"There's nothing typical; each one is a little different," says Phillips. "Some just want to walk away and I tell them, 'in six months, are you going to be able to look in the mirror?' But some people say, 'I want to take you to the cleaners!'"
Here's a look at unions that were torn apart by cheating.
Donald and Ivana: Trumps Are Wild
The celebrity cheater: Donald Trump, New York real estate tycoon.
The other woman: Marla Maples, Georgia beauty queen and aspiring actress.
What was gained: Maples became a celebrity and bankable Broadway actress ("The Will Rogers Follies") thanks to her high-profile relationship with the real estate mogul from 1988 until Trump divorced first wife Ivana in 1992. Trump and Maples married and had daughter Tiffany (not in that order) the following year, separated in 1997 and divorced in 1999. Maples received $2 million as part of a prenuptial agreement, plus child support.
In the bigger picture, the media heat that surrounded the affair arguably elevated Trump's public profile from prickly multimillionaire to enduring celebrity, paving the way for the 2004 debut of "The Apprentice," his successful reality TV franchise. Ivana launched her own empire, which includes fashion, jewelry, cosmetics, bestselling novels and a reality show, "Ivana Young Man."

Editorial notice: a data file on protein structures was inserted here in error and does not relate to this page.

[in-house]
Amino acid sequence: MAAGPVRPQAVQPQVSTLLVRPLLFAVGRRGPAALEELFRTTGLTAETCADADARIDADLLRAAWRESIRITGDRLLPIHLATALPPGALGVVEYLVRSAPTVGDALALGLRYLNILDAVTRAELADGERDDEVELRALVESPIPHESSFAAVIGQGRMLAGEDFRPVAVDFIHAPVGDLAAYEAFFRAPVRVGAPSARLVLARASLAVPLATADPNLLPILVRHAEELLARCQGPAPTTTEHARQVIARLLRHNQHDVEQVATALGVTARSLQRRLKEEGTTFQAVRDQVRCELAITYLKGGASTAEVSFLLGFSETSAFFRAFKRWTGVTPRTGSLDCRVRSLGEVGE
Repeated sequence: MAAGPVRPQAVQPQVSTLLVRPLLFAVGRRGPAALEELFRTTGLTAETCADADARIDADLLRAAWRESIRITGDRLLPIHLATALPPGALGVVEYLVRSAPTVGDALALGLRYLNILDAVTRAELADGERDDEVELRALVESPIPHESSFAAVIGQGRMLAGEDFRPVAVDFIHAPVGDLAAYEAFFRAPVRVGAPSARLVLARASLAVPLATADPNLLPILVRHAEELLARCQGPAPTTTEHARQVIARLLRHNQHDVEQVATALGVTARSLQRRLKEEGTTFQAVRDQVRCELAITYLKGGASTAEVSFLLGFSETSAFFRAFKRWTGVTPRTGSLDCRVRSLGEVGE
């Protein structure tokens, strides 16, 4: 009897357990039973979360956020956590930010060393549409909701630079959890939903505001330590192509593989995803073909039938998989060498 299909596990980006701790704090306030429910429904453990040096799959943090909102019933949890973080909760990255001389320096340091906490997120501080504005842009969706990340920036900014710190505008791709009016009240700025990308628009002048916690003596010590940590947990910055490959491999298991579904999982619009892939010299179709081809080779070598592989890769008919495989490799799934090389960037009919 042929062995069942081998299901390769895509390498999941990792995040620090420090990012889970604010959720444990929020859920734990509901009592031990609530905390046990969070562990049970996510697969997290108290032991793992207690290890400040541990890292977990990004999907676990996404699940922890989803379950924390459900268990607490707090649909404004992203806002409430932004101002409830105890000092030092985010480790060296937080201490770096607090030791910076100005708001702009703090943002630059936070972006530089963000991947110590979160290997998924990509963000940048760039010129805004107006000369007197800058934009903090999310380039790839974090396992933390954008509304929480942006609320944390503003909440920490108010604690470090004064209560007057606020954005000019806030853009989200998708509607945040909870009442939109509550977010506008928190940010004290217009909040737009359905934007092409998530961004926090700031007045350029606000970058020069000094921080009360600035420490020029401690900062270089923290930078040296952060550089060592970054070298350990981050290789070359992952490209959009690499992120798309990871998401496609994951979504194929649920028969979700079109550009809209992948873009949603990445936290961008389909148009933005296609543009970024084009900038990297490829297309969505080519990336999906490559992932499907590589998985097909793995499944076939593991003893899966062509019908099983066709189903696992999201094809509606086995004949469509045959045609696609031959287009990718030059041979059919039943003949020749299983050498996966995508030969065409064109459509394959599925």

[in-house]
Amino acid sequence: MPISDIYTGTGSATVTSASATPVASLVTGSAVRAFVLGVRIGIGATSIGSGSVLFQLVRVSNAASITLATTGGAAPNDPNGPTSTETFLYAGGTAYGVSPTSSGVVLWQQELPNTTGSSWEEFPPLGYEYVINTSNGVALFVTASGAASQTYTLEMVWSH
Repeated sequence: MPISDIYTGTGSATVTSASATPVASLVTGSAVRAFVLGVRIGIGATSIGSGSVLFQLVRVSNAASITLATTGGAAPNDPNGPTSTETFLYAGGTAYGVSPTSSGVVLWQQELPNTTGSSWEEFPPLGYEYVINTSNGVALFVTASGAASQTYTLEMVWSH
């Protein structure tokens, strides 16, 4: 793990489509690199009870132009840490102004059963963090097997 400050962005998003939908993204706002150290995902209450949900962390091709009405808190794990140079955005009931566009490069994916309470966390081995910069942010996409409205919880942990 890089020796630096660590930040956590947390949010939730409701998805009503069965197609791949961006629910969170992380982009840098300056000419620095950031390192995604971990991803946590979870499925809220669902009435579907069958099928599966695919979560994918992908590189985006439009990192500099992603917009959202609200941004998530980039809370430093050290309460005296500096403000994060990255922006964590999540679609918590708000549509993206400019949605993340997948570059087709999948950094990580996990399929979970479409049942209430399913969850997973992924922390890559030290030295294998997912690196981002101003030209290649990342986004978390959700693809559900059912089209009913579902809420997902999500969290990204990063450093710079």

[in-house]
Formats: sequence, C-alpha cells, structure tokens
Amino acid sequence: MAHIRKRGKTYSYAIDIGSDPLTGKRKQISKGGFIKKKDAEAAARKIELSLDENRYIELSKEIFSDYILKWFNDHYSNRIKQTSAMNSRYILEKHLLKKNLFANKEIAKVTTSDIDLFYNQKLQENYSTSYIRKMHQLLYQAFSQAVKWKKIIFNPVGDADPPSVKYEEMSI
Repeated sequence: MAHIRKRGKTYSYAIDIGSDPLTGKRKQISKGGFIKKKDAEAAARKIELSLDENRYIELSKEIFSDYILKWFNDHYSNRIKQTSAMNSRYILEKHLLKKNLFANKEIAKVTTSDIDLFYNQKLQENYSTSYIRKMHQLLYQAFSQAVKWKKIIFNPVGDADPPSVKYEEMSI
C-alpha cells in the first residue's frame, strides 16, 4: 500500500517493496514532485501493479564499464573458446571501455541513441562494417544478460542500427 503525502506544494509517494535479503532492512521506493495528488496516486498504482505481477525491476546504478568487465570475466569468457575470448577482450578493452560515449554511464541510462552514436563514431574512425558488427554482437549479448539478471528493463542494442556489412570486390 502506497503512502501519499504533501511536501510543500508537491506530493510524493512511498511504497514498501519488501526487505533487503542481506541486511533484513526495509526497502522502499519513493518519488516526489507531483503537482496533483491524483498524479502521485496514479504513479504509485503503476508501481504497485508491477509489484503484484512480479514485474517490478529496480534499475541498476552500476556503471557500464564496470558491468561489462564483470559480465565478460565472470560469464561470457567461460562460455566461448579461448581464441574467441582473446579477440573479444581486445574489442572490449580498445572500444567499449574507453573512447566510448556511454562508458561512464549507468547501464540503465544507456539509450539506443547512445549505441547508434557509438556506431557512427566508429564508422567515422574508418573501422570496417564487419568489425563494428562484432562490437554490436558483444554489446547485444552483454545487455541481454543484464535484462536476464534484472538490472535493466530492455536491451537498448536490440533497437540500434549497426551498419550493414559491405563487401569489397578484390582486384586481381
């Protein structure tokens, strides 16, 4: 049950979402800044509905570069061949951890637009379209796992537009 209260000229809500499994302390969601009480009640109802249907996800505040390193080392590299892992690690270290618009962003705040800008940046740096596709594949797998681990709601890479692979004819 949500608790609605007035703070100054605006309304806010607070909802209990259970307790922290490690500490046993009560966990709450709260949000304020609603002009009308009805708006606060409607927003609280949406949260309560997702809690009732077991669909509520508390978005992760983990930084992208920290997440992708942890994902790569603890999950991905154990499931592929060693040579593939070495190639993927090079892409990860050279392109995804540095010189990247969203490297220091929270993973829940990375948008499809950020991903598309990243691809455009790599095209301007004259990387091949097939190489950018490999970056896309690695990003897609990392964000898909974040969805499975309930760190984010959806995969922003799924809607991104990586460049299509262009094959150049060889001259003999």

What it cost: Divorcing Ivana cost Donald a rumored $20 million, the couple's $14 million Connecticut estate, half of their Mar-a-Lago manse in Florida, $350,000 annual alimony and child support for their three children, Donald Jr., Ivanka and Eric.
Tiger and Elin Woods Finish in The Rough
The celebrity cheater: Tiger Woods, high-profile professional golfer.
The other woman: Numerous.
What was gained: Zip. Zilch. Nada. There have been no winners and plenty of losers since Thanksgiving 2009, when Woods backed his SUV badly out of his Orlando, Fla., mansion and straight into tabloid hell. Tiger's public confession of numerous affairs and a stint in rehab did little to repair his marriage or contain the damage.